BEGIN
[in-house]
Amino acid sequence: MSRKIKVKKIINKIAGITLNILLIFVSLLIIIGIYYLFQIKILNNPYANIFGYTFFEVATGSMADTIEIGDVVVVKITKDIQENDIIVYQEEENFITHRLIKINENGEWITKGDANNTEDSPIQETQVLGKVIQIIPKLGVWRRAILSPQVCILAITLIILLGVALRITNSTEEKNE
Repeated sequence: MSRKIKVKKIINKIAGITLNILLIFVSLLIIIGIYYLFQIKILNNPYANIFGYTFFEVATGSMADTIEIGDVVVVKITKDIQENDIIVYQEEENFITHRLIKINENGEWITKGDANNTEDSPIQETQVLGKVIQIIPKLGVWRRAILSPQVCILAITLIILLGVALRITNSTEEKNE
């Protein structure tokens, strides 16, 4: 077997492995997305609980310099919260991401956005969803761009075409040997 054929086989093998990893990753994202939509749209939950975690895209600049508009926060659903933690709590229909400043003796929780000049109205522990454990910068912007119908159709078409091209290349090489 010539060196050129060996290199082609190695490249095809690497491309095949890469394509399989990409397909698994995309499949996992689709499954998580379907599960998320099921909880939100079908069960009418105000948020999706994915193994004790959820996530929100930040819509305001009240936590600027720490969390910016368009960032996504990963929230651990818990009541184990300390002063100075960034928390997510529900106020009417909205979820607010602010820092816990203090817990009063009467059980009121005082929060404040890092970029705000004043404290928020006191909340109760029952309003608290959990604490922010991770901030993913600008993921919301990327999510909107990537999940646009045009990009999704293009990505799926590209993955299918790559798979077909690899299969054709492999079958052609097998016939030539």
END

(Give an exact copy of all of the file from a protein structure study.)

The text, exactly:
[in-house]
Amino acid sequence: MSRKIKVKKIINKIAGITLNILLIFVSLLIIIGIYYLFQIKILNNPYANIFGYTFFEVATGSMADTIEIGDVVVVKITKDIQENDIIVYQEEENFITHRLIKINENGEWITKGDANNTEDSPIQETQVLGKVIQIIPKLGVWRRAILSPQVCILAITLIILLGVALRITNSTEEKNE
Repeated sequence: MSRKIKVKKIINKIAGITLNILLIFVSLLIIIGIYYLFQIKILNNPYANIFGYTFFEVATGSMADTIEIGDVVVVKITKDIQENDIIVYQEEENFITHRLIKINENGEWITKGDANNTEDSPIQETQVLGKVIQIIPKLGVWRRAILSPQVCILAITLIILLGVALRITNSTEEKNE
């Protein structure tokens, strides 16, 4: 077997492995997305609980310099919260991401956005969803761009075409040997 054929086989093998990893990753994202939509749209939950975690895209600049508009926060659903933690709590229909400043003796929780000049109205522990454990910068912007119908159709078409091209290349090489 010539060196050129060996290199082609190695490249095809690497491309095949890469394509399989990409397909698994995309499949996992689709499954998580379907599960998320099921909880939100079908069960009418105000948020999706994915193994004790959820996530929100930040819509305001009240936590600027720490969390910016368009960032996504990963929230651990818990009541184990300390002063100075960034928390997510529900106020009417909205979820607010602010820092816990203090817990009063009467059980009121005082929060404040890092970029705000004043404290928020006191909340109760029952309003608290959990604490922010991770901030993913600008993921919301990327999510909107990537999940646009045009990009999704293009990505799926590209993955299918790559798979077909690899299969054709492999079958052609097998016939030539």